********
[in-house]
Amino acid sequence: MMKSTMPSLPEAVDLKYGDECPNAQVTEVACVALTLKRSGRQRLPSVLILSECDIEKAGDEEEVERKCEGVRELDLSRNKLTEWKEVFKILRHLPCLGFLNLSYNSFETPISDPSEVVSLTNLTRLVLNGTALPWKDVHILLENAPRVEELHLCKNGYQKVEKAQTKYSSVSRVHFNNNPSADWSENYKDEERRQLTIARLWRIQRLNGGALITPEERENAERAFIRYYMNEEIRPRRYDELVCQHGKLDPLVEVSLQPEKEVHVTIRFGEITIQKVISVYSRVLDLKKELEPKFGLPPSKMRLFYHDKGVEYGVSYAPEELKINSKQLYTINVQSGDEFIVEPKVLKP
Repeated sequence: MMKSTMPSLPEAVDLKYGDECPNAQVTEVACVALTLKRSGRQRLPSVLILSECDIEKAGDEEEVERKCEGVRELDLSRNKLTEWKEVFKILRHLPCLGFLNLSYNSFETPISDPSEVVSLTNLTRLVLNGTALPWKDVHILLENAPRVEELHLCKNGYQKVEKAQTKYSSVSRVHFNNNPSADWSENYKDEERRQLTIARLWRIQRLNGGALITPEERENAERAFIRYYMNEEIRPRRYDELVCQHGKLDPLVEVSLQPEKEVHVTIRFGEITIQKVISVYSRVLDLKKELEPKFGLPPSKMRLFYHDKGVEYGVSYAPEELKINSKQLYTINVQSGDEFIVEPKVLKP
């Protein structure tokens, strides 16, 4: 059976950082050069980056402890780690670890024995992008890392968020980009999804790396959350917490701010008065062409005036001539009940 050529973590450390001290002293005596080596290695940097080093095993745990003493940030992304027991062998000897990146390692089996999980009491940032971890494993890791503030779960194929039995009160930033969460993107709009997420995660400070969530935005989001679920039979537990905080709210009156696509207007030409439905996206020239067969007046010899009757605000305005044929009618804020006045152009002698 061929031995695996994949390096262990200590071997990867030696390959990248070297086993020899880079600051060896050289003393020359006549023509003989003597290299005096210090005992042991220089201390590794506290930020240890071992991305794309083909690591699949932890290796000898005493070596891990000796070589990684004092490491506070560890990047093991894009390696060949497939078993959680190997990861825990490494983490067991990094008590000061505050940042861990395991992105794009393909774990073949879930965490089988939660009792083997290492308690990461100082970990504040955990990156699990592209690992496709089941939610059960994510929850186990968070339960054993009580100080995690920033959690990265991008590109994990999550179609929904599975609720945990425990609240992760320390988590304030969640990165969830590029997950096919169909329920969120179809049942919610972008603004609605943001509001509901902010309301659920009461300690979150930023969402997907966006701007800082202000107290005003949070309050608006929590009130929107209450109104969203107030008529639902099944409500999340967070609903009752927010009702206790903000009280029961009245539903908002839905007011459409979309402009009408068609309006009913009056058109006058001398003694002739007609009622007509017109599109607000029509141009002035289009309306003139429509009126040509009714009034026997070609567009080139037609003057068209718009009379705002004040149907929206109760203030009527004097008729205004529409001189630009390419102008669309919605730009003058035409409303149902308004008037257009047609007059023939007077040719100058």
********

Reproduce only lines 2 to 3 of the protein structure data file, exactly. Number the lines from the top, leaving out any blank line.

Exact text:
Amino acid sequence: MMKSTMPSLPEAVDLKYGDECPNAQVTEVACVALTLKRSGRQRLPSVLILSECDIEKAGDEEEVERKCEGVRELDLSRNKLTEWKEVFKILRHLPCLGFLNLSYNSFETPISDPSEVVSLTNLTRLVLNGTALPWKDVHILLENAPRVEELHLCKNGYQKVEKAQTKYSSVSRVHFNNNPSADWSENYKDEERRQLTIARLWRIQRLNGGALITPEERENAERAFIRYYMNEEIRPRRYDELVCQHGKLDPLVEVSLQPEKEVHVTIRFGEITIQKVISVYSRVLDLKKELEPKFGLPPSKMRLFYHDKGVEYGVSYAPEELKINSKQLYTINVQSGDEFIVEPKVLKP
Repeated sequence: MMKSTMPSLPEAVDLKYGDECPNAQVTEVACVALTLKRSGRQRLPSVLILSECDIEKAGDEEEVERKCEGVRELDLSRNKLTEWKEVFKILRHLPCLGFLNLSYNSFETPISDPSEVVSLTNLTRLVLNGTALPWKDVHILLENAPRVEELHLCKNGYQKVEKAQTKYSSVSRVHFNNNPSADWSENYKDEERRQLTIARLWRIQRLNGGALITPEERENAERAFIRYYMNEEIRPRRYDELVCQHGKLDPLVEVSLQPEKEVHVTIRFGEITIQKVISVYSRVLDLKKELEPKFGLPPSKMRLFYHDKGVEYGVSYAPEELKINSKQLYTINVQSGDEFIVEPKVLKP